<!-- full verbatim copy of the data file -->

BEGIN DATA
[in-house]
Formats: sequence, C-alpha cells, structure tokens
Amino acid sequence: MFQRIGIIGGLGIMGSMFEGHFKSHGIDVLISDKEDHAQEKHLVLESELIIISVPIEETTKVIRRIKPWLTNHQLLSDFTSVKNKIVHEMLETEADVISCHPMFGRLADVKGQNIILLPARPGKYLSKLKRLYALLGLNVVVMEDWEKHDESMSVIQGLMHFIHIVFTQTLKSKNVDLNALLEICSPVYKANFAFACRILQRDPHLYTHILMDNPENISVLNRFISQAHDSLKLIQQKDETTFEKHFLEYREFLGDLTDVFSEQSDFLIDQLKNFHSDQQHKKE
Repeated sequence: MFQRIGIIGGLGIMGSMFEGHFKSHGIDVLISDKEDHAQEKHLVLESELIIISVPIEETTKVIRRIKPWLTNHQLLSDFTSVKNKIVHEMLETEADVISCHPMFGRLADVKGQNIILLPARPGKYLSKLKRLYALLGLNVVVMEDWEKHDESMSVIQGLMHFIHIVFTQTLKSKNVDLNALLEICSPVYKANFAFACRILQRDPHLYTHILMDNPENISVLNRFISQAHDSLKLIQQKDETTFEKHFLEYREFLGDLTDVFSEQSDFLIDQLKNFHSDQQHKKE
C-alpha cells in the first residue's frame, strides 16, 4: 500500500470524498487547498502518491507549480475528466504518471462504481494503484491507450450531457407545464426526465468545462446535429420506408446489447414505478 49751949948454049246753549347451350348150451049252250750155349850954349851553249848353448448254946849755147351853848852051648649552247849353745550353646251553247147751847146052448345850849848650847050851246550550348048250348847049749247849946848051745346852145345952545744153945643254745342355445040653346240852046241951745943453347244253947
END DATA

[in-house]
Formats: sequence, C-alpha cells, structure tokens
Amino acid sequence: MFQRIGIIGGLGIMGSMFEGHFKSHGIDVLISDKEDHAQEKHLVLESELIIISVPIEETTKVIRRIKPWLTNHQLLSDFTSVKNKIVHEMLETEADVISCHPMFGRLADVKGQNIILLPARPGKYLSKLKRLYALLGLNVVVMEDWEKHDESMSVIQGLMHFIHIVFTQTLKSKNVDLNALLEICSPVYKANFAFACRILQRDPHLYTHILMDNPENISVLNRFISQAHDSLKLIQQKDETTFEKHFLEYREFLGDLTDVFSEQSDFLIDQLKNFHSDQQHKKE
Repeated sequence: MFQRIGIIGGLGIMGSMFEGHFKSHGIDVLISDKEDHAQEKHLVLESELIIISVPIEETTKVIRRIKPWLTNHQLLSDFTSVKNKIVHEMLETEADVISCHPMFGRLADVKGQNIILLPARPGKYLSKLKRLYALLGLNVVVMEDWEKHDESMSVIQGLMHFIHIVFTQTLKSKNVDLNALLEICSPVYKANFAFACRILQRDPHLYTHILMDNPENISVLNRFISQAHDSLKLIQQKDETTFEKHFLEYREFLGDLTDVFSEQSDFLIDQLKNFHSDQQHKKE
C-alpha cells in the first residue's frame, strides 16, 4: 500500500470524498487547498502518491507549480475528466504518471462504481494503484491507450450531457407545464426526465468545462446535429420506408446489447414505478 49751949948454049246753549347451350348150451049252250750155349850954349851553249848353448448254946849755147351853848852051648649552247849353745550353646251553247147751847146052448345850849848650847050851246550550348048250348847049749247849946848051745346852145345952545744153945643254745342355445040653346240852046241951745943453347244253947